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About Doctrines


Romans 8:38
For I am convinced that neither death, nor life, nor angels, nor principalities, nor things present, nor things to come, nor powers, NASB

In the above verses both John and Paul place a strong pointers at the powers of darkness. Spiritual warfare is a fact of life and an ongoing condition for the Christian, as well as the rest of the world. Paul returns to this theme of spiritual warfare at 13:12. Of course, his strongest statement on spiritual warfare comes in Ephesians 6:10-18.

It should be noted that as used in the New Testament, the idea of spiritual warfare incorporates more than just our battles against Satan. It is used of the Christian's ongoing conflict and battle with the world, the flesh or sinful nature, and the devil and the demons, especially as they entice us to sin (John 15:18-19; Gal 5:16-17; Eph 6:10-12; 1 John 2:15-17).

In the opening chapters of Romans, Paul argues that man is inherently sinful. This condition exists separate and apart from any outside influence. Yet, we know there exists such an outside influence, Satan and his demons. At the end, the book of Revelation records the conquest of Satan, his imprisonment for a thousand years, his rebellion upon being loosed, and his final casting into the lake of fire. The serpent was present in the Garden of Eden and tempted Eve to sin. Satan has always been present, exacerbating man's sinful state.

The Hebrew word "satan" means adversary or accuser. This meaning is reflected in Revelation 12:10 above. A picture of Satan the adversary and accuser is found in the book of Job. In fact, whenever Satan is used as a proper name, the Hebrew has the article, as in "the adversary" or "the Satan" (Job 1:6-12; 2:1-7). In the New Testament it is used as interchangeable with the Greek diabolos, "devil." The two terms clearly represent the same adversary.

The Hebrew satan occurs eighteen times in the Old Testament (14 of those in Job). As indicated by the reference to the use of the definite article, there is some question as to whether the term is a proper name or a title. The Greek has simply imported the Hebrew. Satanas occurs thirty-six times in the New Testament. Twenty-eight of these times it is accompanied by the definite article. Obviously, our English merely makes the name a loan word from the Hebrew and Greek.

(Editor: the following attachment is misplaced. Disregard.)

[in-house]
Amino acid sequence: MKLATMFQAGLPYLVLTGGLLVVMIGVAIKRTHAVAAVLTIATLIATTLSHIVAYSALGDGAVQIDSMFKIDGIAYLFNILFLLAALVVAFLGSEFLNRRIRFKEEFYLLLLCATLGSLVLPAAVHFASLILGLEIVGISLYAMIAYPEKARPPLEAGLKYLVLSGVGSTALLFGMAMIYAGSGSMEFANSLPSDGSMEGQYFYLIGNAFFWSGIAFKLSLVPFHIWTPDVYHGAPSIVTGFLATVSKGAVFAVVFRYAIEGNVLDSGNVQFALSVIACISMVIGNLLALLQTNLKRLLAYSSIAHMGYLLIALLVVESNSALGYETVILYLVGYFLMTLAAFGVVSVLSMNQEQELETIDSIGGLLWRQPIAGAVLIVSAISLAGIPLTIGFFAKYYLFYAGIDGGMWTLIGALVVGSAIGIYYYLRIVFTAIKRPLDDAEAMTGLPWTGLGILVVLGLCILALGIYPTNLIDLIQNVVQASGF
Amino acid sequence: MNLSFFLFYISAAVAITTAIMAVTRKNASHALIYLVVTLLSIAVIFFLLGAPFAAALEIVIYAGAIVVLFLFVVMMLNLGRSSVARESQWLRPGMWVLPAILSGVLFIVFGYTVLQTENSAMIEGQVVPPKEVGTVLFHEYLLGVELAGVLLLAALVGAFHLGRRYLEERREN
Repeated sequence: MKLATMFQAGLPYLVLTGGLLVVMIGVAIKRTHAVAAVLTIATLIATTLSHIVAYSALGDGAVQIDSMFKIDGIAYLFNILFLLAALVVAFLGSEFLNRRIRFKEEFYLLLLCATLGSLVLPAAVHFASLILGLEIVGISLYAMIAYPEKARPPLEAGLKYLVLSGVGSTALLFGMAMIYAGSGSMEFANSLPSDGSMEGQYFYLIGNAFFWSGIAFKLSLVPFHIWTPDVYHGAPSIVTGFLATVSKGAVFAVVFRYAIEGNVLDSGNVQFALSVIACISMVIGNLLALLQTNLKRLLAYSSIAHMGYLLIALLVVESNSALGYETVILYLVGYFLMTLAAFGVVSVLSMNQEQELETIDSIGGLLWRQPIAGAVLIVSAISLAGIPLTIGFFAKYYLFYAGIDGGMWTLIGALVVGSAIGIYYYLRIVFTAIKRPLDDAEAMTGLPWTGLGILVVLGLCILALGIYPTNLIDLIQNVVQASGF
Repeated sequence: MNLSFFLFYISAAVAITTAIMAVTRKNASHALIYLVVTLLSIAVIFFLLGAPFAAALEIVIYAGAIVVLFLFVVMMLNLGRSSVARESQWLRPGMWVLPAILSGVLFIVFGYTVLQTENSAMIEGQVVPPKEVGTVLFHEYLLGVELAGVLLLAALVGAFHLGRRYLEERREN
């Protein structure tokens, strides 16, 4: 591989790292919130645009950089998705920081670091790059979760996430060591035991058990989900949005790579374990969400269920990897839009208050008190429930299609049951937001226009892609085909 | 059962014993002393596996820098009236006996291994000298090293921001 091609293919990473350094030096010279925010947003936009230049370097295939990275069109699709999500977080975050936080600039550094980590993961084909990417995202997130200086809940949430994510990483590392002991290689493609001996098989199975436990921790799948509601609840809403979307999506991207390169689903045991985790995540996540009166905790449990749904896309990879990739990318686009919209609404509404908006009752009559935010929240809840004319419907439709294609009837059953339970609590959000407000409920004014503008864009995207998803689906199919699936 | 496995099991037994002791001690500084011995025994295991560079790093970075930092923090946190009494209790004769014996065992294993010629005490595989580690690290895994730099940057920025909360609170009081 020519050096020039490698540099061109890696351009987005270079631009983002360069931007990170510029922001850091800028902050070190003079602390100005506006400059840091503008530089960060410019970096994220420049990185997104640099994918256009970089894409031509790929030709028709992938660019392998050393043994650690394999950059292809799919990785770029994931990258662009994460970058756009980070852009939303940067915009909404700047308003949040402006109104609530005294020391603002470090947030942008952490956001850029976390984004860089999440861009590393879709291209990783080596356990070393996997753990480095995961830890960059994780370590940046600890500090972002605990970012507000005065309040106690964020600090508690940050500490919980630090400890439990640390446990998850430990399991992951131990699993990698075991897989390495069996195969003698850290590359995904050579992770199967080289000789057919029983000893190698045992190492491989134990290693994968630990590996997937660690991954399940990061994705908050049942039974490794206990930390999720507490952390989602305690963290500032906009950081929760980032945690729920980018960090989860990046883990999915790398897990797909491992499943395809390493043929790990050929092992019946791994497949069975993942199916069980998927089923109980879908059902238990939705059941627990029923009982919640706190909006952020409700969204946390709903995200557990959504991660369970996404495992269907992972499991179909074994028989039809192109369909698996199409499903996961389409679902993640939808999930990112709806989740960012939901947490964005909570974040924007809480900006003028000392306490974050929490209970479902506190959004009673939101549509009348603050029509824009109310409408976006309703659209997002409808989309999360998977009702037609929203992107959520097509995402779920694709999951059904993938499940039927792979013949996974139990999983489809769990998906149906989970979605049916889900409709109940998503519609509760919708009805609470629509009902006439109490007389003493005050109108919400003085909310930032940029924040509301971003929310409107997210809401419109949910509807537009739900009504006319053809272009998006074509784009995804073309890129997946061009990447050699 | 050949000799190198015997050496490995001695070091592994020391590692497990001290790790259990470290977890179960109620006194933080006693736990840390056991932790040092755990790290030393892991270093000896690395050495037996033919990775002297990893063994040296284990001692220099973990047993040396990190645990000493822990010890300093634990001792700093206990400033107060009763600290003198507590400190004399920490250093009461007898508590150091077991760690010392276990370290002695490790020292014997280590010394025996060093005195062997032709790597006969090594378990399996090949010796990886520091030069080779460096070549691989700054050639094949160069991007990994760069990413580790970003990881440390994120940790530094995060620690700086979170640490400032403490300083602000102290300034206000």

Satan is also called "the dragon," "the old serpent" (Rev 12:9); "the prince of this world" (John 12:31); "the prince of the power of the air" (Eph 2:2); "the god of this world" (2Cor 4:4); "the spirit that now worketh in the children of disobedience" (Eph), and "Beelzebub, the prince of the devils" (Matt 12:24). Peter refers to him as a roaring lion (1 Peter 5:8).

Diabolos ("devil") is not found in the Old Testament. It is found thirty-four times in the New Testament and carries the meaning one who is a slanderer. The "devil" becomes an evil adversary of God.

The general teachings of Scripture appear to make Satan the ruler of the principalities and powers. Jesus calls Satan "the prince of this world" (John 12:31). The actions of the Cross will result in Satan having no hold on Christ, primarily because Jesus was without sin (John 14:30). Thus, Satan stands condemned at the bar of God's judgment (John 16:11).

While unbelievers are pictured as being related to Satan as their "father" (John 8:44), believers need to resist the devil (James 4:7) and exercise great care in their life style (i.e., 1 Cor 6:18; Eph 4:26). It is clear that Satan incites all to sin, but since the believers are indwelt and led by the Holy Spirit, they need to be especially careful not to allow Satan a foothold in their life.